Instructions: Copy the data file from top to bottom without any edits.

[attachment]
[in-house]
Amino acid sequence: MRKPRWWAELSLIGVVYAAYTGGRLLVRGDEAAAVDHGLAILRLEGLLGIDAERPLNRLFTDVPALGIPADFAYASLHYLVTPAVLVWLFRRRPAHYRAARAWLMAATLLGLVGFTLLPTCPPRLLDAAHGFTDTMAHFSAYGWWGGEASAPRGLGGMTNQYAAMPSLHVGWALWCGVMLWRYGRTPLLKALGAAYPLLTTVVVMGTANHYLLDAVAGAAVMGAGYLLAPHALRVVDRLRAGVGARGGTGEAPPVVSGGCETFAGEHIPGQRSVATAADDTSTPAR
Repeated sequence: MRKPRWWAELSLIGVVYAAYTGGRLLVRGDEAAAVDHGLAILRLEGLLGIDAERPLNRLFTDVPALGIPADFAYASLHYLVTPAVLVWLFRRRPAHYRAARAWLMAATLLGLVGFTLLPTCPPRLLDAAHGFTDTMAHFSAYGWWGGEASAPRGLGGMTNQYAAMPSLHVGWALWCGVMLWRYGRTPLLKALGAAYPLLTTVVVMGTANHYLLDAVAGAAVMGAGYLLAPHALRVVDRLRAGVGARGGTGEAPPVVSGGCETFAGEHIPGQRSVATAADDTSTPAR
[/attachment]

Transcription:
[in-house]
Amino acid sequence: MRKPRWWAELSLIGVVYAAYTGGRLLVRGDEAAAVDHGLAILRLEGLLGIDAERPLNRLFTDVPALGIPADFAYASLHYLVTPAVLVWLFRRRPAHYRAARAWLMAATLLGLVGFTLLPTCPPRLLDAAHGFTDTMAHFSAYGWWGGEASAPRGLGGMTNQYAAMPSLHVGWALWCGVMLWRYGRTPLLKALGAAYPLLTTVVVMGTANHYLLDAVAGAAVMGAGYLLAPHALRVVDRLRAGVGARGGTGEAPPVVSGGCETFAGEHIPGQRSVATAADDTSTPAR
Repeated sequence: MRKPRWWAELSLIGVVYAAYTGGRLLVRGDEAAAVDHGLAILRLEGLLGIDAERPLNRLFTDVPALGIPADFAYASLHYLVTPAVLVWLFRRRPAHYRAARAWLMAATLLGLVGFTLLPTCPPRLLDAAHGFTDTMAHFSAYGWWGGEASAPRGLGGMTNQYAAMPSLHVGWALWCGVMLWRYGRTPLLKALGAAYPLLTTVVVMGTANHYLLDAVAGAAVMGAGYLLAPHALRVVDRLRAGVGARGGTGEAPPVVSGGCETFAGEHIPGQRSVATAADDTSTPAR